The fourth feature film from Jim Mickle (director of the wonderful Stake Land and We Are What We Are), there’s just something about Cold In July. Something grimy. Something sleazy. Something unsettling. Something dark and taboo. Something that sings to your reptile brain, the seductive siren call of violence and chaos. While it looks great on the big screen, you can never quite shake the feeling that you should be watching Cold In July on a battered VHS pirate sometime in the ‘80s (when the film is set) for that authentic exploitation experience.

Waking up in the middle of the night to the sound of someone breaking into his home, meek East Texan store owner Richard Dane (Dexter’s Michael C. Hall) confronts and accidentally shoots dead an intruder in his living room. Feted as a hero by his small town, Dane doesn’t feel entirely comfortable with his actions or the sweep-it-under-the-rug attitude of the local sheriff (screenwriter Nick Damici) who’s a mite quick to get the unlucky home invader planted.

Guiltily attending the burglar’s funeral, Dane encounters the dead man’s father, the terrifying white trash criminal Ben Russel (Sam Shepard), an ex-con, fresh out of the penitentiary. “So you’re watching them put shit in the hole,” comments Russel. “Very Christian of you.” before scaring the bejeezus out of Dane by telling him how much his young son resembles him, letting him know he’s been watching.

Angry and mean, Russel wants revenge for the death of his estranged son, begins stalking Dane and his family, leaving bullets in Dane’s son’s bed and generally behaving like a cut-price Max Cady. So far, so Cape Fear, and just as Cold In July is shaping up to be a decent, if overly familiar, cat-and-mouse thriller about a family in jeopardy with Shepard’s diabolical antagonist, always two steps ahead of the country bumpkin cops, forcing Hall’s mild-mannered family man to grow a pair and turn vigilante…well, telling you any more would ruin the first of the many twists in Cold In July’s corkscrew plot as the film slips from your grasp, becoming something else entirely, a pitch-black, mournful meditation on fathers and sons with a B-movie, exploitation sensibility, Dane and Russel, forced together by circumstance, uncovering some nasty truths with the aid of pig-farming, sleazeball private eye Jim Bob Luke (Don Johnson).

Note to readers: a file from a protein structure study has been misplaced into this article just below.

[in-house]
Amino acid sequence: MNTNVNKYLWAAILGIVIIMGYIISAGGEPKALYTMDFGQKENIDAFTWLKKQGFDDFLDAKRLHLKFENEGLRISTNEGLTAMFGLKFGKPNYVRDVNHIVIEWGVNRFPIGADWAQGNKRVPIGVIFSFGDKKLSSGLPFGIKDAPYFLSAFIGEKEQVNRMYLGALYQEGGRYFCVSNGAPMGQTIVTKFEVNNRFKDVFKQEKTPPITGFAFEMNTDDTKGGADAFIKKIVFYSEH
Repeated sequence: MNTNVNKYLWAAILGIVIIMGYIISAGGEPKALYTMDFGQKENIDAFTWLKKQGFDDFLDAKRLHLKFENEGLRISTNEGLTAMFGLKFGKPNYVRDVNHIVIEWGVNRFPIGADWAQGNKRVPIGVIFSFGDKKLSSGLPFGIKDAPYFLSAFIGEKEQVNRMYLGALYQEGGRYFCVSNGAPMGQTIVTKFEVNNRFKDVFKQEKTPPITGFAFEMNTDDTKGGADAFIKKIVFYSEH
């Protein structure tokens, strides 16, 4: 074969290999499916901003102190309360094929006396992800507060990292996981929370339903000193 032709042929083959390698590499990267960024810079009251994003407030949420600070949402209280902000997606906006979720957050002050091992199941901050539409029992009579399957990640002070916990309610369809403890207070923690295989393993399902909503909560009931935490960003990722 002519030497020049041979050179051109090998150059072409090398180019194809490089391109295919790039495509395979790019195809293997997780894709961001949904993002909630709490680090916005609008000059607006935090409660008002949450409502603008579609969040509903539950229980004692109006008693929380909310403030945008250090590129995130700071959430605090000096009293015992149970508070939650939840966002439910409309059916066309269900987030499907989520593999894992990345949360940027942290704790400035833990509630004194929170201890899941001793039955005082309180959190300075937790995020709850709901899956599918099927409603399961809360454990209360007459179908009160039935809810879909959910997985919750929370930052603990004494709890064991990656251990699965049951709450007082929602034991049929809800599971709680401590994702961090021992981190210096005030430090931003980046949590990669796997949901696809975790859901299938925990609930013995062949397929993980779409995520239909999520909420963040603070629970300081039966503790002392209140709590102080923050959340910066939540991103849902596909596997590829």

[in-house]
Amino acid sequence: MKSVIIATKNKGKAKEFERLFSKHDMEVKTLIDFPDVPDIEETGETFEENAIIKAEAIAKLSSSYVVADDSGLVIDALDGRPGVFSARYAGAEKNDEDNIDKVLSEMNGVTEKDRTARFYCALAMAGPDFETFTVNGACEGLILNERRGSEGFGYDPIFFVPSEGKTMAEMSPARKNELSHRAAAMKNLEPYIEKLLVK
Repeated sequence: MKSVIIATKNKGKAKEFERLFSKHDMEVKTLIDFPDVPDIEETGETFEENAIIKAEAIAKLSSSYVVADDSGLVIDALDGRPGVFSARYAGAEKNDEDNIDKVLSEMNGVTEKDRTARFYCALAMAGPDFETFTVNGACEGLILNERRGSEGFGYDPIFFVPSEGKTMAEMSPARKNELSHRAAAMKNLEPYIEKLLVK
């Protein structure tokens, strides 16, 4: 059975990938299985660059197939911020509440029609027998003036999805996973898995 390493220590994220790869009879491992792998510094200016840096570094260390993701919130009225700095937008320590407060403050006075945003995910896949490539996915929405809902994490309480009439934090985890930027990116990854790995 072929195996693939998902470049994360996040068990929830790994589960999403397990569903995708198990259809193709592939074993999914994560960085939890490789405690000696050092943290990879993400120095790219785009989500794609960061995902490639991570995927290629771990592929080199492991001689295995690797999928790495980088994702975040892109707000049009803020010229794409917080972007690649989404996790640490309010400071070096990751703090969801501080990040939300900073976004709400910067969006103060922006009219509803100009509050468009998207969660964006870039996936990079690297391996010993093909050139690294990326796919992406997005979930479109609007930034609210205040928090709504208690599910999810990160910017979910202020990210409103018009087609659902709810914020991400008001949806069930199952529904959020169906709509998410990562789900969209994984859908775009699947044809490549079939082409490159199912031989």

With its throbbing, minimalist synth score, spare, stripped down storytelling, morally complex antiheroes, quotable tough guy dialogue and crisp widescreen visuals you’d be forgiven for confusing Jim Mickle’s Cold In July with John Carpenter in his ‘70s and ‘80s prime (even the font used for the titles reminds you of Carpenter) and, as with Stake Land and We Are What We Are, Mickle and Damici don’t put a food wrong with this adaptation of Joe R. Lansdale’s pulpy novel, delivering an atmospheric, violent slice of ‘80s-set neo-noir that harkens back to the sleazy, exploitation thrills of movies like Rolling Thunder while sneakily deconstructing, even as it celebrates, the tough, outlaw manliness and code of honour of its protagonists.

As Dane, Hall is the antithesis of his most famous role, TV’s Dexter, essaying a mild, nervous family man pushed to his limits and driven by a sense of justice while Shepard gives a portrayal of such menacing Western masculinity, all piss and vinegar, as the vengeful father that it almost rivals his most iconic turn as The Right Stuff’s Chuck Yeager; a superannuated aging tough guy to give Liam Neeson a run for his money, his burgeoning father-and-son relationship with Hall evokes the broken families and tortured male archetypes of Shepard’s own plays and writing. Perhaps the film’s greatest pleasure though is Don Johnson who’s a joy and obviously having a whale of a time as the gaudy, rhinestone cowboy Jim Bob, slithering through the film, stealing every scene he’s in. A recurring character in Lansdale’s books, you could stand to see Jim Bob’s further adventures.

Mean, moody and magnificent, Cold In July is a gritty, unpredictable, entertaining, vacation in Hell that keeps you guessing and gripped up to and beyond its climactic Grand Guignol bloodbath.


VERDICT: [rating=4]

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